I measured the resistance I found to be around 5.8 kOhm, and so I chose a small 5.6 kOhm resistor I still had lying around. I made a small circuit board for the switch I have already selected and the resistor and cut it in shape to fit smoothly; I selected the free space between the battery and the casing to hold my board. I added the switch and the resistor, and I made an opening for the switch into the MicroPC’s case. The switch I secured additionally with epoxy glue to the circuit board. The MicroPC also had a screw (probably for holding the keyboard, I did not check) at the right spot which I could replace with a longer one to secure my board.

Charge inhibit switch schematic. Charge inhibit switch circuit board.
The circuit board with the charge inhibit switch.

Testing and putting everything together.

Soldering the GND wire from the switch to a wide ground solder pad near the RS232 port, adding the battery & soldering the extra wire from the battery to the resistor, then adding the SSD the setup was ready for testing. And, voilá!, it worked as intended: With the switch I could control normal operation and charge inhibition.

# /usr/local/bin/batt
-- Battery: (values with '(*)' can be changed by user, see option '-h'): --
Present:              1                    
Remaining:            22%                  charging (Normal)
Status:               Charging             
Cycles:               0                    
Voltage:              7.60/---             Now/Min_Design (V)
Power:                +0                   Now (W)
Energy:               3.47/15.11 (23.56, 64%)  Now/Last_Full (Full_Design, Aging_Leftover) (Wh)
Alarm level (*):      .720                 Wh

-- Charger --
Online?:              1

The output of battery charge state with inhibited charging. Note the “0” in the “Power” entry.

Charge inhibit switch circuit board, with battery added. Charge inhibit switch circuit board installed into the laptop together with battery. Charge inhibit switch circuit board, with battery and SSD added. Charge inhibit switch circuit board installed into the laptop together with battery and SSD.
Putting things together.

I then closed the laptop’s case, added a label beside my new switch, and now I finally have the possibility for charge control.

Finished work. Finished work. Finished work.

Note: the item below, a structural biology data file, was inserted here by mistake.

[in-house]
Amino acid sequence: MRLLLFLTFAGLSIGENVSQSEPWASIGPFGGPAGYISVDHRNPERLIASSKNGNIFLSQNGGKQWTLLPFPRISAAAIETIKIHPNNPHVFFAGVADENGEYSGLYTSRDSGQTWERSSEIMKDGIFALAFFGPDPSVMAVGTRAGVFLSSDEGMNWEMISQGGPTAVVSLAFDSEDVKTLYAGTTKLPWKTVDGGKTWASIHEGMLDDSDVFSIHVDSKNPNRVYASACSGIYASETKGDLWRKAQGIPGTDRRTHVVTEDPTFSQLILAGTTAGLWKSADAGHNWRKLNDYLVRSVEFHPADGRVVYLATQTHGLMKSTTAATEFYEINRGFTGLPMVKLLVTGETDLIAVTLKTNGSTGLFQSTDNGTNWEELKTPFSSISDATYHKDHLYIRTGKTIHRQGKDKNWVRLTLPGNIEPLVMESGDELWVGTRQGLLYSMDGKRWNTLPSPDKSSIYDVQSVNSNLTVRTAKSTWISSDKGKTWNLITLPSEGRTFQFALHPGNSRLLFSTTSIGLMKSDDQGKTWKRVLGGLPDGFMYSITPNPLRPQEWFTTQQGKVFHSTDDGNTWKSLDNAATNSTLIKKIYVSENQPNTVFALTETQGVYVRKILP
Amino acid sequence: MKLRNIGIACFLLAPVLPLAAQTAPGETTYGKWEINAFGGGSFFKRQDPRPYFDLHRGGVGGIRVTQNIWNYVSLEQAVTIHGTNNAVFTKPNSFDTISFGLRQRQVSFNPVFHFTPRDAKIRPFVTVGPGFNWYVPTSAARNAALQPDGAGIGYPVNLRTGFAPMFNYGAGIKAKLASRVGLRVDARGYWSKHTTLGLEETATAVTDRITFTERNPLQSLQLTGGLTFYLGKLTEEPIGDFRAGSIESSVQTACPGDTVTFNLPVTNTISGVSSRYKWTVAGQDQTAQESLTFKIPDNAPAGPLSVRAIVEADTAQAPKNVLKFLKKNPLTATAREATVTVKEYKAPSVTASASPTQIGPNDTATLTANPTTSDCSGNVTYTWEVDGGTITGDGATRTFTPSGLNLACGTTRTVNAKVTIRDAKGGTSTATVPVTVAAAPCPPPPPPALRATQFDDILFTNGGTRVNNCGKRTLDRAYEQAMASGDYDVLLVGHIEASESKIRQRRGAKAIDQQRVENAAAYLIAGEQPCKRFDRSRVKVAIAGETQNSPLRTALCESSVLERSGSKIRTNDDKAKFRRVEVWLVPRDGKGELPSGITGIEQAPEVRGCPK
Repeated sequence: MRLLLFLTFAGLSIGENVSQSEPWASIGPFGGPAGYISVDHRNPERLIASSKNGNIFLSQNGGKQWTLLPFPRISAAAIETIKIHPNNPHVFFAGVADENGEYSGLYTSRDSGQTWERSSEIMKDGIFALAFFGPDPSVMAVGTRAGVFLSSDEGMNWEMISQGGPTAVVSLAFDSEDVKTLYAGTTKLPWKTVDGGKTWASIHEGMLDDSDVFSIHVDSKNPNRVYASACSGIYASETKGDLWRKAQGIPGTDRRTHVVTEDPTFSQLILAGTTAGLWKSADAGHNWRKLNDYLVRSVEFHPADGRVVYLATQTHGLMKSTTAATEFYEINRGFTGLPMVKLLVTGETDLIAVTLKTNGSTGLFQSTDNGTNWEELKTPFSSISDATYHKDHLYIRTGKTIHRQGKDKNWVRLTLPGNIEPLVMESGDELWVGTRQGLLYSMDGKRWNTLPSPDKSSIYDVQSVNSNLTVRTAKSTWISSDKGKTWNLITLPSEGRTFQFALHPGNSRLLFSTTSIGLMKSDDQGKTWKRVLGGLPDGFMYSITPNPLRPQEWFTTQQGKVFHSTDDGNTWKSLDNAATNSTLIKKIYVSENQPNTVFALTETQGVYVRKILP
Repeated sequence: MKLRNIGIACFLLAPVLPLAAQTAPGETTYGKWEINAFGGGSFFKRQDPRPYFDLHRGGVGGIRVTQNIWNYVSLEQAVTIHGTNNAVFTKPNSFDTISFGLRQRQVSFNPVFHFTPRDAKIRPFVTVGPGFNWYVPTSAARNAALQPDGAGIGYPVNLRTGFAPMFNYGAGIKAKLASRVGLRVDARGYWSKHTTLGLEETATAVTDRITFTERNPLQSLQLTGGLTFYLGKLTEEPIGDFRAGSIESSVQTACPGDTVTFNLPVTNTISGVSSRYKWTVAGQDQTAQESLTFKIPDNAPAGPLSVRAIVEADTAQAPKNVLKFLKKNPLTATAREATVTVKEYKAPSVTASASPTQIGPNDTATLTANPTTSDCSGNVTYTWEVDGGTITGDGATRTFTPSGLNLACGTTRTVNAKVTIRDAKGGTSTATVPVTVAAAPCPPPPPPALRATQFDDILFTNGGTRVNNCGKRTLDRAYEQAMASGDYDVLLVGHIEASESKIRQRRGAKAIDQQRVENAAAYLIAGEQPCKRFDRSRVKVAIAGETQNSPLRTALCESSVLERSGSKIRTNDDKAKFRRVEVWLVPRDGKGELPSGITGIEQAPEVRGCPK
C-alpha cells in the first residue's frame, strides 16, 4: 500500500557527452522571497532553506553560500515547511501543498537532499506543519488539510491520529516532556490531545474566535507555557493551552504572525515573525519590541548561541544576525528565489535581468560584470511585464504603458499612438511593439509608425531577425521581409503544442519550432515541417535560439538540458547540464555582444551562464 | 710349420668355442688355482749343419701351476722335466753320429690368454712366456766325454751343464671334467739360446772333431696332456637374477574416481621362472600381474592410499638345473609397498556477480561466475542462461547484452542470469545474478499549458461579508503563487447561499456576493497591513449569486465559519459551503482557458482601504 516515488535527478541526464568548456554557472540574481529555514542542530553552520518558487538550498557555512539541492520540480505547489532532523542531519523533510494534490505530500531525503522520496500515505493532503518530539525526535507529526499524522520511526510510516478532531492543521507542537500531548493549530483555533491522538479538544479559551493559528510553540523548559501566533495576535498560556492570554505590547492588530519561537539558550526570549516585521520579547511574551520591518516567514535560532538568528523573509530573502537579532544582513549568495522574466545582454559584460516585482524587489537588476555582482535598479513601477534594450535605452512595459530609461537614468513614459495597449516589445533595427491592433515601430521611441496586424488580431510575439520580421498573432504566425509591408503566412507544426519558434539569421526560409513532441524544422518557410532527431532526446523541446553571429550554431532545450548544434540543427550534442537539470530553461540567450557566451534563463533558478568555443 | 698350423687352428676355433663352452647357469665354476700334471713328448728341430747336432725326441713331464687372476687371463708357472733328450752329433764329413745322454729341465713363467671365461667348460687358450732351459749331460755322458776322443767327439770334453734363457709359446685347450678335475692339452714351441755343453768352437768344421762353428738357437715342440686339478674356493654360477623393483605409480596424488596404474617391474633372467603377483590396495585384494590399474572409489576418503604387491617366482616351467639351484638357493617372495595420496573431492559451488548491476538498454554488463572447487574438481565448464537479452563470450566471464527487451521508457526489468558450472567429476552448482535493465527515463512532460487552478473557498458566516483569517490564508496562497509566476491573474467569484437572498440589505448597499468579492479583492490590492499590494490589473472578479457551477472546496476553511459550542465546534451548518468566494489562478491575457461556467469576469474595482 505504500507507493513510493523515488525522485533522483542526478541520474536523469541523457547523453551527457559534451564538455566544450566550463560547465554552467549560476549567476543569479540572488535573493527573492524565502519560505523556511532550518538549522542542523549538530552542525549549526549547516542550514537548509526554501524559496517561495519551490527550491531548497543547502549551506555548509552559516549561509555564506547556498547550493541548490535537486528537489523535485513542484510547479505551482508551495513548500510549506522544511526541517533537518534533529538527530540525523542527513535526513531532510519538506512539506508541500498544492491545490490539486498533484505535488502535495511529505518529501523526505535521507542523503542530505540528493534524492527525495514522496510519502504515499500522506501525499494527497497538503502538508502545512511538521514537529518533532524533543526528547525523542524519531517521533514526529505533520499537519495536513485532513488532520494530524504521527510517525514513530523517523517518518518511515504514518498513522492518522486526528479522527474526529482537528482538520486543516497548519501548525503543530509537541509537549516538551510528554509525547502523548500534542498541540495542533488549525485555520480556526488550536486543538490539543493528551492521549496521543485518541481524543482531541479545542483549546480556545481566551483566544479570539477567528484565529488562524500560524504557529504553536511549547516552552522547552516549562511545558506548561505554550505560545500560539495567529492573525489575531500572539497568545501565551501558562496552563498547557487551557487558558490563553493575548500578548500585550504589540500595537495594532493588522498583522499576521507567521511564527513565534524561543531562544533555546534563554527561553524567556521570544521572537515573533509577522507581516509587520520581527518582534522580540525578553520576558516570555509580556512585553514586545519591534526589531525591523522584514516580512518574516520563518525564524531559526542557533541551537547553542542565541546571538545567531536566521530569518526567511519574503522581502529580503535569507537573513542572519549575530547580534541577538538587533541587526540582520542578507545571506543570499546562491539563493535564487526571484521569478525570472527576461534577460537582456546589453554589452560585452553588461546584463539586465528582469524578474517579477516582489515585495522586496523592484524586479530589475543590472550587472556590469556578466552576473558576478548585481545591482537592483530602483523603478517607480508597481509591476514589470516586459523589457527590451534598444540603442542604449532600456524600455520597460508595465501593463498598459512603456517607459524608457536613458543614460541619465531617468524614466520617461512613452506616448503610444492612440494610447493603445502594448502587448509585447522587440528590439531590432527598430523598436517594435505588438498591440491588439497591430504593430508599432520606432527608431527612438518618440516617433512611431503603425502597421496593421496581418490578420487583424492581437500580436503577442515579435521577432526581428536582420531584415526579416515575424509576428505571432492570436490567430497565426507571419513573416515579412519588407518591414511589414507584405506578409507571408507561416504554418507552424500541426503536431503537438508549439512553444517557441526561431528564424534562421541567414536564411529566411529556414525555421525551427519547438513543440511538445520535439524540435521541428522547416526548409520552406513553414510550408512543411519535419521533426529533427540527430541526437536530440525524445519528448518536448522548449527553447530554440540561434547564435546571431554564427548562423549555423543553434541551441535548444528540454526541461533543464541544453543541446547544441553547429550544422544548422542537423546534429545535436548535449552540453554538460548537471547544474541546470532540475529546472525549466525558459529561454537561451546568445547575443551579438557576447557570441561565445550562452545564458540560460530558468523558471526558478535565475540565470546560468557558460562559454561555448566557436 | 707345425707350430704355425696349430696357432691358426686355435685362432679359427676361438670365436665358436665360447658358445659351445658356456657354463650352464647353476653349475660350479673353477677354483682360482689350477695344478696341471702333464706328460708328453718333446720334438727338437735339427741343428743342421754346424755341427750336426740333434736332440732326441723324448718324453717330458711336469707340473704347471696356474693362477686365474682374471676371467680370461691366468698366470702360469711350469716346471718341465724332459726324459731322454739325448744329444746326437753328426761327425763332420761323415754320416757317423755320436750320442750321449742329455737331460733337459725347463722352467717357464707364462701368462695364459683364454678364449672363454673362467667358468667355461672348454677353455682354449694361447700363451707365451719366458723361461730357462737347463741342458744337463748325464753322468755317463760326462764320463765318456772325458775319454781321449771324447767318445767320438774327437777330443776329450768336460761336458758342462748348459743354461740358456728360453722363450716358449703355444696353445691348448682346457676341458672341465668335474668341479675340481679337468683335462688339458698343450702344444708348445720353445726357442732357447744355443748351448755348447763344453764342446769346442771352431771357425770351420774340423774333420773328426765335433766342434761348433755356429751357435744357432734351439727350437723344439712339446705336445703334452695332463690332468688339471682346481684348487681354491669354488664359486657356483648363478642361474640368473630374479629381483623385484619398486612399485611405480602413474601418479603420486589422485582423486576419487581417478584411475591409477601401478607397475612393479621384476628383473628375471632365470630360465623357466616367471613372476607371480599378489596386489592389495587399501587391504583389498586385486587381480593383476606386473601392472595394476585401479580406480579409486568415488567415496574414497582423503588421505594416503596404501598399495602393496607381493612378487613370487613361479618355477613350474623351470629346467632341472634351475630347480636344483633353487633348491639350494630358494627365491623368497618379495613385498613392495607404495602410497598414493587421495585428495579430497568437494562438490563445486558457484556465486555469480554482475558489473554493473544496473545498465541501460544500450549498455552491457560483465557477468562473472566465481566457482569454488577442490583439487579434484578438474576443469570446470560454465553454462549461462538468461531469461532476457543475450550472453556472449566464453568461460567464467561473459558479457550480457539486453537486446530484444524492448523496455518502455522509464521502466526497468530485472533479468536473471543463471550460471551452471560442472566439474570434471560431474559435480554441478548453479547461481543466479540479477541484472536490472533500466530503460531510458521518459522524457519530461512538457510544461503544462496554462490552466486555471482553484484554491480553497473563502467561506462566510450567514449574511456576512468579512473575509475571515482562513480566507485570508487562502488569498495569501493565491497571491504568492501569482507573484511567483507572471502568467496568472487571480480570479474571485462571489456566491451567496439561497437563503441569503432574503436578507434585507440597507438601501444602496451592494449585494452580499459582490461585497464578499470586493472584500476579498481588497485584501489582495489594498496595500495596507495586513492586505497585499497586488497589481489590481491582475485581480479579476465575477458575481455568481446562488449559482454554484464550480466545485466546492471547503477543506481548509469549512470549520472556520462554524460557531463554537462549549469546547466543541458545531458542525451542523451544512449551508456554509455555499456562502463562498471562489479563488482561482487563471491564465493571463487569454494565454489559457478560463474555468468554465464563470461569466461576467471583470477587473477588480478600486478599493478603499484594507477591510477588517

The GPD MicroPC with the freshly added switch for manual charge control.

Summing up, open questions, observations, caveats.

So, this setup enables to control battery charging in GPD MicroPC by simulating an over temperature condition to the charge controller by adding a 5k6 parallel resistor to the temperature measurement NTC. With a switch this can be switched on and off. The charge controller has different over temperature conditions; the condition that is simulated here stops charging, but does not cut off power from the battery to the laptop. More severe over temperature condition would cut off the power completely.

This solution comes with minimal interference (only one thin wire is needed from the battery, and another thin wire needed from ground on the mainboard) and is quite simple. The NTC is still there and operating. This could lead to different behaviour at different real device/battery temperatures:

I also have observed that while in charge inhibition mode, sometimes the charge percentage climbs up by a few percent. I have to observe further to see if it really is some residual charging, if it is still the settling down phase after connecting new (probably not yet balanced) cells to the charge controller, if it is the charge controller from time to time going out of overtemperature condition, or something else.

Possible Improvements.

If there is to find any free GPIO pin in the MicroPC, charge control could be made software controlled and thus automatic (well, as long as the operating system functions …) by adding a MOSFET for the switch and having that be controlled by the GPIO pin, and a software monitoring charge state and driving the GPIO pin.

The issue of temperature dependent functioning of charge inhibit could be tackled maybe by using a well-matched PTC instead of the resistor in order to counter-act the NTC. Or by forcing a specific voltage to the temperature sense pin.

Warning and disclaimer.

Only perform such work when you know what you are doing and have some electronics and good soldering proficiency. It is very easy to destroy your battery or even your computer, and risk of fire if you mechanically damage or short circuit or in any other wise mistreat the battery cells or damage the battery electronics board.

I take no responsibility whatsoever for what you do. On this website, I only documented what I did to my very own device. This is not an instruction for others to follow.